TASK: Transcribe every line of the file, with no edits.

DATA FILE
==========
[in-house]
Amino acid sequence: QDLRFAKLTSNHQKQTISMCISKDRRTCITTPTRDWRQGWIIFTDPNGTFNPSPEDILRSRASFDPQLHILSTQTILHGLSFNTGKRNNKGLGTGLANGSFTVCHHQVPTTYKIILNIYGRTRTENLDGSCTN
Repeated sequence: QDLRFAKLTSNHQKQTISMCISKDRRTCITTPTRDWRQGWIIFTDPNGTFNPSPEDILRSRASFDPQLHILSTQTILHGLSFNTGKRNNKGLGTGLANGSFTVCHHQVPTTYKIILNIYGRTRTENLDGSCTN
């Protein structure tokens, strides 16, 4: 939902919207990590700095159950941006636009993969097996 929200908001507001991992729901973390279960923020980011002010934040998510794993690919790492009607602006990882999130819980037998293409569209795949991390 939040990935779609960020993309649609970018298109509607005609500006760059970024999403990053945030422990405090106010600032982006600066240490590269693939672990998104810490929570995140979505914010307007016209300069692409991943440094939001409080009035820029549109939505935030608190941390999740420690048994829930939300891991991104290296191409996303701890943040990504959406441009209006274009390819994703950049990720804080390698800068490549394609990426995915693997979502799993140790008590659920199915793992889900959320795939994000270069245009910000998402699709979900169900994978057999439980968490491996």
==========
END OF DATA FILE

[in-house]
Amino acid sequence: QDLRFAKLTSNHQKQTISMCISKDRRTCITTPTRDWRQGWIIFTDPNGTFNPSPEDILRSRASFDPQLHILSTQTILHGLSFNTGKRNNKGLGTGLANGSFTVCHHQVPTTYKIILNIYGRTRTENLDGSCTN
Repeated sequence: QDLRFAKLTSNHQKQTISMCISKDRRTCITTPTRDWRQGWIIFTDPNGTFNPSPEDILRSRASFDPQLHILSTQTILHGLSFNTGKRNNKGLGTGLANGSFTVCHHQVPTTYKIILNIYGRTRTENLDGSCTN
């Protein structure tokens, strides 16, 4: 939902919207990590700095159950941006636009993969097996 929200908001507001991992729901973390279960923020980011002010934040998510794993690919790492009607602006990882999130819980037998293409569209795949991390 939040990935779609960020993309649609970018298109509607005609500006760059970024999403990053945030422990405090106010600032982006600066240490590269693939672990998104810490929570995140979505914010307007016209300069692409991943440094939001409080009035820029549109939505935030608190941390999740420690048994829930939300891991991104290296191409996303701890943040990504959406441009209006274009390819994703950049990720804080390698800068490549394609990426995915693997979502799993140790008590659920199915793992889900959320795939994000270069245009910000998402699709979900169900994978057999439980968490491996």